Home > Air > Air Freight is indispensable but too often ignored by airline managers | October 2020

Air Freight is indispensable but too often ignored by airline managers | October 2020

Air Freight is indispensable but too often ignored by airline managers

… claims Stanley Wraight. In his guest contribution, he also comments on the retirement of Glyn Hughes as Head of Cargo of the International Air Transport Organization (IATA) at the end of January 2021.

IATA allowing its global head of cargo, and now the head of the IATA Subsidiary CNS in the USA take “packages” to leave is incomprehensible.

IATA has such a lack of understanding re the world of air cargo and logistics that they would offer, or even contemplate offering  anyone on the cargo team take an exit package is astounding. Cargo is one of the few possibilities to keep existing fleets flying at least at break even, and is critically important as we battle this pandemic, there is no excuse for this.

Cargo up, pax down The economic survival of most major airlines will depend for the greatest part on maximizing revenue from whatever sources they can and have under their control, and it was obvious from the very beginning that air cargo was the most important one for airlines, and increasingly airports. Not only now, but until 2024 to 2025 at the earliest, passenger traffic will never resume to the level of 2019.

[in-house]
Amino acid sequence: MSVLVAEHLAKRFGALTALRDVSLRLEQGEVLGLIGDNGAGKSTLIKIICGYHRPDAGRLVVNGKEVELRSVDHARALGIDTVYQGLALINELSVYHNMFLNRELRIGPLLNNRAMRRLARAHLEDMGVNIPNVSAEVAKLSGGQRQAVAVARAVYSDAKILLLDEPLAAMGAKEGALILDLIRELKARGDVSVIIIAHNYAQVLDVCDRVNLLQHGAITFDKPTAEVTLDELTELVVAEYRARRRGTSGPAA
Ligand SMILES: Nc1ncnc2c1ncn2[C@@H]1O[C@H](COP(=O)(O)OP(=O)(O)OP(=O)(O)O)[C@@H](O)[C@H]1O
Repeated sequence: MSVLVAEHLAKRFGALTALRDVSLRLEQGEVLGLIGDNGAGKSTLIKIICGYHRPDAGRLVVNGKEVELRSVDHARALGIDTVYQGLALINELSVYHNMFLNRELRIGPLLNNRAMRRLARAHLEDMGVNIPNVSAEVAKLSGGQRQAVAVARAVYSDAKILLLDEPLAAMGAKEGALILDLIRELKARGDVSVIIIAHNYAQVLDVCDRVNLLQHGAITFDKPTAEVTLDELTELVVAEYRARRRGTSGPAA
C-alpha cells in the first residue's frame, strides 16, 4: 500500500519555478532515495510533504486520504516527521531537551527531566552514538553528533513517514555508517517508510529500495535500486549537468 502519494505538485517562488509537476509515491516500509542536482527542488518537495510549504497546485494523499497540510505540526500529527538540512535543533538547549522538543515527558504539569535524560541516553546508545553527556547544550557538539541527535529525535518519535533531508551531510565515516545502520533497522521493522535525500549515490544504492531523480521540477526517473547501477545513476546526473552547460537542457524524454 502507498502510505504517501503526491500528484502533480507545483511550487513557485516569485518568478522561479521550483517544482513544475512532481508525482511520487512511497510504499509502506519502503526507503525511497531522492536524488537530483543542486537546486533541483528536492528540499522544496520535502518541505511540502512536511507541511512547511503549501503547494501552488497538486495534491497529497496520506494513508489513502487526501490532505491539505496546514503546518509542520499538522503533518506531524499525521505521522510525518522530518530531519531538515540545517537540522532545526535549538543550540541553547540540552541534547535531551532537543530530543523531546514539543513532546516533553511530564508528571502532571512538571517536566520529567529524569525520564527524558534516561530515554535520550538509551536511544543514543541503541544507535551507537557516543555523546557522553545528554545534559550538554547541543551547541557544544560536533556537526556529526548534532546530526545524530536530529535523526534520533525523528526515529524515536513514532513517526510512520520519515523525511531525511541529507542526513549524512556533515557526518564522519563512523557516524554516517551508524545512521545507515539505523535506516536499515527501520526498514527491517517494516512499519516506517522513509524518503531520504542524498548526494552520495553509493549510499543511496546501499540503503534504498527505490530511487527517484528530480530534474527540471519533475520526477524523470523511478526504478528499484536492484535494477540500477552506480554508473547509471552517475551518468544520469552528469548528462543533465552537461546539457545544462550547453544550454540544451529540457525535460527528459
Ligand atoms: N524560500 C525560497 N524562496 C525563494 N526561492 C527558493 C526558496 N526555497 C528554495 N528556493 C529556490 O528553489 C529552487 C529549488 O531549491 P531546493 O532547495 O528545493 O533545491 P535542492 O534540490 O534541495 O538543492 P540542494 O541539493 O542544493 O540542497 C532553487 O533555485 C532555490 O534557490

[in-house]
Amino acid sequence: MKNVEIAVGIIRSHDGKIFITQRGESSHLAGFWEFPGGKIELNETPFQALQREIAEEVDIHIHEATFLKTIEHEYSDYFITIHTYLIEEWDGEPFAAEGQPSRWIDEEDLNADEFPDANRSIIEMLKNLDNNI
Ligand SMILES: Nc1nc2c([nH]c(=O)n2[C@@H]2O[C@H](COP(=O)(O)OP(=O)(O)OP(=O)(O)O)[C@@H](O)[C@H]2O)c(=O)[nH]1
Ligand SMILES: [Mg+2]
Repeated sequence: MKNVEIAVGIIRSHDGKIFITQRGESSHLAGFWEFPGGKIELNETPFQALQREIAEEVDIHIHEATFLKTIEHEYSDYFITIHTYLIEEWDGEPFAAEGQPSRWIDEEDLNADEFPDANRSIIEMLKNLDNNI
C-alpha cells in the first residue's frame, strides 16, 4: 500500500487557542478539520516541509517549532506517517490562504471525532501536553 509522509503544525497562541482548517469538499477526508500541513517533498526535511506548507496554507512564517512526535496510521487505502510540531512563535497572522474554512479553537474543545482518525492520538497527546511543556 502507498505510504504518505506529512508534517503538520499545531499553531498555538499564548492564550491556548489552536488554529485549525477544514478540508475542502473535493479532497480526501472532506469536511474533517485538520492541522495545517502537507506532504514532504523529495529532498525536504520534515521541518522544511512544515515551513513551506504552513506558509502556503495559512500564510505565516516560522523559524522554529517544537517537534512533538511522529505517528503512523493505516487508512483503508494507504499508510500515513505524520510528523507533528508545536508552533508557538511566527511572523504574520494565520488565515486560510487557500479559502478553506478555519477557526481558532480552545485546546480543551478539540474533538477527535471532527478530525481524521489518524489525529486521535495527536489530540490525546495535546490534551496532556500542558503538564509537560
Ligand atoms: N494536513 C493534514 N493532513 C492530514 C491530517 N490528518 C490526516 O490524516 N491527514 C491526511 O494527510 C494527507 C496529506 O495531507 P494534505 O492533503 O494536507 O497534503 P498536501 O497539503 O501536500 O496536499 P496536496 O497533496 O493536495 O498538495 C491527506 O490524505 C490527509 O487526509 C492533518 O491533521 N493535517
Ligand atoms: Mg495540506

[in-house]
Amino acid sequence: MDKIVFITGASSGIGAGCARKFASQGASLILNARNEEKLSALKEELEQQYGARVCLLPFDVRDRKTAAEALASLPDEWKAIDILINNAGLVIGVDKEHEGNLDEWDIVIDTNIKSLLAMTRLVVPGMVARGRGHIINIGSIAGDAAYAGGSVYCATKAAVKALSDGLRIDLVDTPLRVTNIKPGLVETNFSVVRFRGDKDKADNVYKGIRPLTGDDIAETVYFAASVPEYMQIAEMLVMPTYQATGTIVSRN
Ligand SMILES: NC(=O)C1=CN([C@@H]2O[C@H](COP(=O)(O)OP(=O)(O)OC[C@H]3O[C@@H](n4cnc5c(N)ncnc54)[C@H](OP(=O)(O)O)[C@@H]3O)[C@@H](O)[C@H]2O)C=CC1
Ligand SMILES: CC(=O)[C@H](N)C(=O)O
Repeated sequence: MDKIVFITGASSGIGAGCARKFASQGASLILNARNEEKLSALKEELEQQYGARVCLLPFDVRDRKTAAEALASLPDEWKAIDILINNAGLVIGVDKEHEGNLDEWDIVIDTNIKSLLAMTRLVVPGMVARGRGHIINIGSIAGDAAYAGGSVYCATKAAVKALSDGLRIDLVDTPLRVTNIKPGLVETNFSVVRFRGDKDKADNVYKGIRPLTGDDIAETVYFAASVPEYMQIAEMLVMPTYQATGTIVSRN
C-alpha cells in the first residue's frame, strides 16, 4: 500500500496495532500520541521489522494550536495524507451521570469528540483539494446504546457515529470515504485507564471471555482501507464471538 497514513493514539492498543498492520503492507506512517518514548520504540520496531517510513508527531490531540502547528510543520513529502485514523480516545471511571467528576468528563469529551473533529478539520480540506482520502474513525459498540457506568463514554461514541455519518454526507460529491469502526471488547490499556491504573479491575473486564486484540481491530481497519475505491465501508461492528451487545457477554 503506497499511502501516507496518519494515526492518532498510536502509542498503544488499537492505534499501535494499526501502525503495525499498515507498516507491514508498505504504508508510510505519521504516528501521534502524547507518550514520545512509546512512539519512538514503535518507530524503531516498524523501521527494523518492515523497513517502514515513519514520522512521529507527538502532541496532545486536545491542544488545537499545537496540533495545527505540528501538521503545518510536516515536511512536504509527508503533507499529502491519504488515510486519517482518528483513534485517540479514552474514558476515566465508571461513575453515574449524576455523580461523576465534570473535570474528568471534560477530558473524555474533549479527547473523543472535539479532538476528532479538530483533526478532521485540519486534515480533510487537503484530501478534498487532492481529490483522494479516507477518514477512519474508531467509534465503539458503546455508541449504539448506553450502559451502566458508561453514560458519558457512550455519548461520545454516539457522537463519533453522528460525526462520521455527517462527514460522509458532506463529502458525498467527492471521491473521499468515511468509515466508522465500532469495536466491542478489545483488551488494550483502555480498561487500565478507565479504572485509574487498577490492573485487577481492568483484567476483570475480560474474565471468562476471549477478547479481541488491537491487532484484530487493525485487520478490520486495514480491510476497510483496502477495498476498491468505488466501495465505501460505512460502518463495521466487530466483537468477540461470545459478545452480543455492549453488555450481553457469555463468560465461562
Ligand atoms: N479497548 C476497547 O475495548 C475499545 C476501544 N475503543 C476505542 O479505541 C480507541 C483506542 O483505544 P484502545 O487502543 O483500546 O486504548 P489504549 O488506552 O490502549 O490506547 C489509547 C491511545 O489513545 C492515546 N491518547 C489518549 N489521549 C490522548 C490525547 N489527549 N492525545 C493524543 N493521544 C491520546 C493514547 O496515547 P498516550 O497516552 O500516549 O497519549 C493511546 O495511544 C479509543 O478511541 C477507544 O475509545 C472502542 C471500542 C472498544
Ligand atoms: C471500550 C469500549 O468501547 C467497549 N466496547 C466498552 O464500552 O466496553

It must seem obvious that the Covid-19 vaccine is at least a year away, and complete worldwide immunization is at least 4 to 5 years away at best. It is also is obvious that the millions of people who suddenly found themselves either underemployed, or without any employment at all, will not be taking a vacation anytime soon if it involves overseas travel. Business conferences: not going to happen for years. Business trips are fraught  with the risk of staff contracting Covid. So many new possibilities have opened up with user friendly examples such as Zoom, Skype and Teams solutions instead available, why would any company or businessman or women risk that?